First-time listeners to the opening bars of Lisa Mills’ second release can be forgiven for thinking they’re hearing a new one from Bonnie Raitt. But as “Tennessee Tears” kicks off the album, in short order it’s clear Raitt and Mills may indeed be soul sisters, but Mills has something uniquely special going on. In part, she seems to have super-chargers in her pipes, a fiery furnace giving her voice a raw power akin to ladies like Janis Joplin and Marsha Ball. In addition, she also has one heck of a band backing her.
Hailing from Mississippi and Alabama, Mills is about as steeped in Memphis blues and Muscle Shoals soul and gospel as you can get. Ironically, she had to go to Europe to start building her reputation. As a result, her new collection is something of a trans-Atlantic hybrid, at least in terms of musicianship. Again with irony, it was in the U.K. where Mills was able to assemble the hottest session band since Booker T. and the MGs. Working in a “vintage analogue” studio where many of the 10 tracks were recorded live, Mills and the boys are tight, precise, and often adventurous in their smooth, sophisticated Southern rhythms.
On guitar is the always reliable Andy Fairweather Low. He not only has the licks to give the songs texture and fire, but he essentially serves as a second voice for every track. From start to finish, Mills is smoldering and gritty; Low mirrors her every move and mood. New Orleans drummer Eric Heigle lays down some unexpected, tricky time signatures. His sound benefits from some of the best drum mixing and mic placement I’ve ever heard. Grounding the primary musicians is double-bassist and co-producer Ian Jennings, a long-time collaborator of Mills. A few tracks also feature the horns of Nick Payn (saxophones) and Matt Winch (trumpet and flugelhorn).
Unlike typical albums in the roots tradition, opener “Tennessee Tears” isn’t a fast-paced rocker or jumper but is rather, like most of the songs to follow, a scorching blues wail. Clever drumming distinguishes the Memphis soul of “Keep On Smiling” just as Low’s fluid but rough-edged guitar drives the slow, sweet title track. “My Happy Song” isn’t happy, of course, but instead is an old, old-fashioned torch song. Past listeners have compared Mills to Otis Redding, and her cover of his classic “These Arms of Mine” certainly gives credence to the claim.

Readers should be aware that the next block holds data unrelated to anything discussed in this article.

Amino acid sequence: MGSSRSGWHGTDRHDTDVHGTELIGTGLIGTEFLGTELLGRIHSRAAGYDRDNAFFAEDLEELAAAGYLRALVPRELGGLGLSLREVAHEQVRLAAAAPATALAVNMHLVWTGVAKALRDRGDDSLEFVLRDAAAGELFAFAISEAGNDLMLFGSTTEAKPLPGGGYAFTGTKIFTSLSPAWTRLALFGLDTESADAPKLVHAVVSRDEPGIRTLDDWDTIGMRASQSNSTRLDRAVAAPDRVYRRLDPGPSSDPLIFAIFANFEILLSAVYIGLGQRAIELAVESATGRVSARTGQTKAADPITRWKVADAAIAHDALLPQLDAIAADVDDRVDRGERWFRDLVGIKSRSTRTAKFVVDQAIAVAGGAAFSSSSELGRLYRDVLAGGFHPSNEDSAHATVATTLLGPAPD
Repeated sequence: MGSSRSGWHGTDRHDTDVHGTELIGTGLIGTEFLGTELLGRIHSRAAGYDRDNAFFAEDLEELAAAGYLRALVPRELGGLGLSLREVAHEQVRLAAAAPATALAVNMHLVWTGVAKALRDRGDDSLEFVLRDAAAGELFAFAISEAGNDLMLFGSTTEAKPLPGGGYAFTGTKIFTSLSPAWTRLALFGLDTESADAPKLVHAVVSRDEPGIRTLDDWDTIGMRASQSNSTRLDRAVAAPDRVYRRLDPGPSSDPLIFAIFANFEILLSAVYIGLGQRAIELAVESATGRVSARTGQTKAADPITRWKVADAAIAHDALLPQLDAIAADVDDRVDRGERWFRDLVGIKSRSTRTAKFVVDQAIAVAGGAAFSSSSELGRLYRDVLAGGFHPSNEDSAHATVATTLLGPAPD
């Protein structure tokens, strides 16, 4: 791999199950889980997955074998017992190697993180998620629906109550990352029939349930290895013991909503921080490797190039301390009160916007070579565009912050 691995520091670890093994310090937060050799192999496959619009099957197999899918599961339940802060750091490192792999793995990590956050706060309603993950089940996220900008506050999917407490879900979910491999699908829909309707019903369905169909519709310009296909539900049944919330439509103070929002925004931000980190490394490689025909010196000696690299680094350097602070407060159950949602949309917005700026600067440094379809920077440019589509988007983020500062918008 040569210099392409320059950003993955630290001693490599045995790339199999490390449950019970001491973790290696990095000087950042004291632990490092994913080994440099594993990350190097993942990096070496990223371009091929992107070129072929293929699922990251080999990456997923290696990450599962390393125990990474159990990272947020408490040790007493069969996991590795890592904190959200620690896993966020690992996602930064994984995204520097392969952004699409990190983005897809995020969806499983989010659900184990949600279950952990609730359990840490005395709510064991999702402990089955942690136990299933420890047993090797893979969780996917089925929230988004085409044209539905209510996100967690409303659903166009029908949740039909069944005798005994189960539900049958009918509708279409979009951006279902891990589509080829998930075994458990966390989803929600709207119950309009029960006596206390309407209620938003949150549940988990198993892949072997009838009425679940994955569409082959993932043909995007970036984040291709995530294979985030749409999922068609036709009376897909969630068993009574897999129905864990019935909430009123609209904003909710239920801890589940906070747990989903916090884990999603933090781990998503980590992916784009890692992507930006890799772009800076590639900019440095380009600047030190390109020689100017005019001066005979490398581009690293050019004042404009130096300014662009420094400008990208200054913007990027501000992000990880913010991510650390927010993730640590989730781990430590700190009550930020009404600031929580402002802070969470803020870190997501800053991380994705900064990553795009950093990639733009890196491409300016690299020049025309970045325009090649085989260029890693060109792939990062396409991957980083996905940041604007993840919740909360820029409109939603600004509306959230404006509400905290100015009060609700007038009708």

Mills also draws from the country well, but not the breed of commercially canned Nashville country heard in recent years. She looks further south in the “Blue Guitars Of Texas,” goes country-rock in “I’ll Never Fall in Love Again,” and the full band clearly has fun messing around with the raw stomper, “Why Do I Still Love You?” Nashville and contemporary times seem miles and miles from the Mississippi Delta flavored “Countryside of Life.” This one might have the lyrics you’d expect of Top 40 country, but its blues is the real deal. Speaking of radio, unless I miss my guess, the album’s closer, “Someone Very Close,” is destined for the most airplay. it’s a crossover song suitable for both country and rock charts. Not only does it bend genres, but it also contains all the ingredients you’d hope for in a hit single with a distinctive approach.
Whatever song you hear first, though, the important thing is to hear Lisa Mills. While her voice is full of power and the band is slick as greased lightening, most of the tempos are slow to middling, which means this set is for sitting back and absorbing a voice you won’t believe you haven’t heard before, and a band you hope you’ll hear again.
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